Brittany Murphy, catechesis, Catholic, cinema, Comedy, Healing, Japanese, John the Baptist, language barrier, ministry, movie, movie ministry, prayer, Ramen, reconciliation, Sacrifice, talking to God, The Ramen Girl
Sometime last week, my husband and I decided to try out an old Brittany Murphy flick The Ramen Girl. On the surface, it’s about a girl, Abby, who follows her boyfriend to Japan – who then leaves her there.
Hurt and confused, Abby stumbles into the Ramen shop across the street. The owners, Maezumi and his wife, think she is homeless or crazy so they feed her in the hopes that she’ll go away. But, somehow, the Ramen fills more than her belly, as she finds consolation in it. She goes back the next day, and the Ramen makes even the saddest patrons laugh. So she decides that she wants to learn the art of Ramen so that she can bring that joy to others.
When I first sat down to write this post, I had no idea that I could pull much out of it. It seems like a pretty straight-forward “fish out of water” type story. However, as I started writing, I was amazed at how deep it really could be. Imagine that the Ramen Shop owner, Maezumi, is Jesus and Abby becomes a disciple, so to speak. So, in looking at this film through the lens of Catechesis, what can we learn?
1. We are called to “pick up our cross and follow Jesus.” No one ever said it would be easy, or that at points we wouldn’t feel alone. So, while what got Abby to Japan might have been less than honorable, she passes up the easy road and it’s the challenges she faces that make her stronger in the process. You might even take the leap that the boyfriend was like a shady John the Baptist – and leads Abby to Jesus, although indirectly. So, Abby follows her boyfriend, but becomes a disciple on a journey that takes her much farther than the relationship with the boyfriend would have ever been. And I think we can all agree that the boyfriend isn’t fit to untie Maezumi’s sandals!
2. When she sets her mind to learn Ramen, Maezumi gives Abby a LONG list of chores. From washing dishes to scrubbing toilets, cleaning tables and washing windows, she learns the value of work, although she isn’t quiet about her distaste for it. For Maezumi, it’s the basics. It’s those things that don’t seem to be related to the end goal, but are actually foundational building blocks. You can have the best food in the whole world, but if the surrounds are dingy, its unlikely people will give it the time of day. So maybe it’s those prayers or scripture passages we don’t want to memorize, maybe it’s basic teachings we don’t think we agree with, but they are all part of the big picture. They all are ingredients in our Ramen.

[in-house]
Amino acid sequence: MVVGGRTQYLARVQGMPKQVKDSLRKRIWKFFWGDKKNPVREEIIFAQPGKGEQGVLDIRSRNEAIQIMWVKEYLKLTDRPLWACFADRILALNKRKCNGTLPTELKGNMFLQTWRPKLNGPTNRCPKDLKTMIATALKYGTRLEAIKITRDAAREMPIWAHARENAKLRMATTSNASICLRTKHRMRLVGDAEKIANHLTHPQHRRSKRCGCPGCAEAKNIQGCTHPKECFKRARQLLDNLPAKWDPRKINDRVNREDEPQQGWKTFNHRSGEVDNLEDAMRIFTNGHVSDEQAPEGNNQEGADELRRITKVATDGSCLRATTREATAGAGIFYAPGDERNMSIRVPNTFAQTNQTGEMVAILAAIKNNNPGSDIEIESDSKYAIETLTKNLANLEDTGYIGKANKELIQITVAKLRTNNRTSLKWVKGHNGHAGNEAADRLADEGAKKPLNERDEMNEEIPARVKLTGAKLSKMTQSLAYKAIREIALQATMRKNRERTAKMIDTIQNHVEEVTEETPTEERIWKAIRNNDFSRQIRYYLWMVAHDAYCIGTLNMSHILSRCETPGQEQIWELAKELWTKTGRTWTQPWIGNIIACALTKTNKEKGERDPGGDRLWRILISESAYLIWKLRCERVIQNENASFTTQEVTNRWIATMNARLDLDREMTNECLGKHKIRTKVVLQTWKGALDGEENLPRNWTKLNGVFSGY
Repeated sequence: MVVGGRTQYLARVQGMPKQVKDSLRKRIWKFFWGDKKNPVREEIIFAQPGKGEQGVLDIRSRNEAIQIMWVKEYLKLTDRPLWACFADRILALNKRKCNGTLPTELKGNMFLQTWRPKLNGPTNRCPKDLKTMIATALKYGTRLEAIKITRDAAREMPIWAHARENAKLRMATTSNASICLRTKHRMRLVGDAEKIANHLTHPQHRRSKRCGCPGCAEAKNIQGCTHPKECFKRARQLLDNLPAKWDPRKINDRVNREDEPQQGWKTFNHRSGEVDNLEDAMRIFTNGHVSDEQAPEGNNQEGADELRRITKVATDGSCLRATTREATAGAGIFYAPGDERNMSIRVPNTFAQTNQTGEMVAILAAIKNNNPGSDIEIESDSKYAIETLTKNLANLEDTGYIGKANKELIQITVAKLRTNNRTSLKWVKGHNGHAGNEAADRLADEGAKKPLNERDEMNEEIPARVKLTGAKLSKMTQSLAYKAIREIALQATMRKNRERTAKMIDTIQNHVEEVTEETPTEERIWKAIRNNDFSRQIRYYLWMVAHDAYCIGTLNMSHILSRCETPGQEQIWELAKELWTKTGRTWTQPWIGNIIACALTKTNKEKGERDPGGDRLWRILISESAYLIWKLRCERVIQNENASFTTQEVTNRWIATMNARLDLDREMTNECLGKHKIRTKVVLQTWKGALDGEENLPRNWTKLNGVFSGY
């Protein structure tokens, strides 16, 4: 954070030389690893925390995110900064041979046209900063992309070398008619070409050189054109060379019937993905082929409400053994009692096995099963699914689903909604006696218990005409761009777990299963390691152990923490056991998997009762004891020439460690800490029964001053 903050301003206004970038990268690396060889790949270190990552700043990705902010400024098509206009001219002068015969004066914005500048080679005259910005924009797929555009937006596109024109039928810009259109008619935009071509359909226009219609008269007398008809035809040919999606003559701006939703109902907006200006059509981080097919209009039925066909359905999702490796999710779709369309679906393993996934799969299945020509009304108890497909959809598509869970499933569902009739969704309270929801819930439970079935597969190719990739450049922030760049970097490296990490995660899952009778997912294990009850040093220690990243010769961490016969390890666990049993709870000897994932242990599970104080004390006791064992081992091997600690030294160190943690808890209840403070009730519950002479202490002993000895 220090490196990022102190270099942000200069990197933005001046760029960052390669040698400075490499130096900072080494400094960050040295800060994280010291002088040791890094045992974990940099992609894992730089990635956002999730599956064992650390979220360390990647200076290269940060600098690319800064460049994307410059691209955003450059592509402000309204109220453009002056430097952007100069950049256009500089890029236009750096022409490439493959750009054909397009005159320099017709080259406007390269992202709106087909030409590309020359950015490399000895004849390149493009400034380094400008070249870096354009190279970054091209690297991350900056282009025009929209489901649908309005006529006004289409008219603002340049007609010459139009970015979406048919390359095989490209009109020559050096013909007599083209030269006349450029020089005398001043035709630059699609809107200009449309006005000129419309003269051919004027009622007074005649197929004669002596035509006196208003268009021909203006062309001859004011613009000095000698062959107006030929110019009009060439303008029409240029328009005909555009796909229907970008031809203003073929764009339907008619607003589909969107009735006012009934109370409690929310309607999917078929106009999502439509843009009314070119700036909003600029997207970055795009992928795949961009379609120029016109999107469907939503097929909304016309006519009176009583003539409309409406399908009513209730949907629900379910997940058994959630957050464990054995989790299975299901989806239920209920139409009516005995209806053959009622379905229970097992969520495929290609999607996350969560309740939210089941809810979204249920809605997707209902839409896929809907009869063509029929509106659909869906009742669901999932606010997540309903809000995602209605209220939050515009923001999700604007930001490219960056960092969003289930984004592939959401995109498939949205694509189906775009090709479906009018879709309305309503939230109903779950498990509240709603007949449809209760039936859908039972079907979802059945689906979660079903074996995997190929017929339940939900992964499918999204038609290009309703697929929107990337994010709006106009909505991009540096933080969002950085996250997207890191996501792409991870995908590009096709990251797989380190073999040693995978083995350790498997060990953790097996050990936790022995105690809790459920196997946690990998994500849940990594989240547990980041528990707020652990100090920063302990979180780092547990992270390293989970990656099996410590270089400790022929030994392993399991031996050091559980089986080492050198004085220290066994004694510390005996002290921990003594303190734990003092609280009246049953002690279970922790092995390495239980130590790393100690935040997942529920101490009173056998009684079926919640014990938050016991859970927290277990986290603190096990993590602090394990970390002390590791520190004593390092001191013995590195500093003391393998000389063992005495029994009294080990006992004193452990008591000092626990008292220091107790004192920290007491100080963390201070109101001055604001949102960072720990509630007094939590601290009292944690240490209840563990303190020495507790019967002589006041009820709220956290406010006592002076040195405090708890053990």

3. There is a huge language barrier between Abby and Maezumi. With the help of a dictionary and the occasional interpreter they muddle through, but it is hard, frustrating, and the series of exchanges, though heated, can be quite funny. There’s a lesson here though. You can take it at face value: a stranger in a strange land. However the thing that really pops to mind is that frustration and difficulty we sometimes feel talking to God. We find ourselves on one side spewing out what we think we need and what we expect from Him, all the while feeling that He doesn’t really understand us and often wondering if he’s even listening. Then on the other hand, how often is He trying to talk to us, but we’re too busy trying to get our point across to listen to Him? So check out those exchanges… how do they get resolved or do they?
4. We also learn that all the choice ingredients mean nothing if there’s there’s not a piece of ourselves in it. Maezumi can’t put his finger on what is missing from Abby’s ramen, so he takes her to his mother. Now, this is a deviation from our analogy of Maezumi as Jesus, because we don’t ever see Jesus asking Mary for advice, but he does entrust us to her. “Son, behold your mother. Mother behold your son.“ Yet even that is stretching it for this one, so rather than try to rationalize any further, we’ll get to the point of the exchange: We can talk the talk, but if our hearts aren’t in it, what are we doing it for? We must believe it and put ourselves out there. Because ultimately, aren’t we all looking for the Grand Master’s blessing?!
5. Another point is you can make with this movie is the reconciliation Abby brings about for Maezumi. You see, Maezumi raised his son teaching the art of ramen. However, his son rejects it, despite his great gifts, to be an ITALIAN chef! Maezumi has such a difficult time with this decision. And, in a very un-Jesus-like fashion, Maezumi turns his back and holds in the hurt. In an effort not to ruin it, although it is a minor part of the movie, I’ll hold back the hows and whys here. But hopefully it inspires us to reach out a loving hand to someone we need to reconcile with.
6. **Spoiler Alert!!!** The last point for me is that once Abby has mastered the art of Ramen, she doesn’t stay in Japan. She moves back home, but takes this gift and shares it with others back home in New York. It appears that her place is booming and business is good. Therefore, our lesson is that called to share our gifts with the world, spread the good news of Jesus. I sort of wish I got to see more of how she continues on, but, that is left to our imagination.
Be forewarned, this film does have some scenes depicting alcohol use and Abby does have a brief romance including a bedroom scene. But, if memory serves, it does deserve the PG-13 rating, but isn’t embarrassing enough to worry about showing in a group setting assuming they’re all at least 13.
For more information on the movie, check out http://www.imdb.com/title/tt0806165/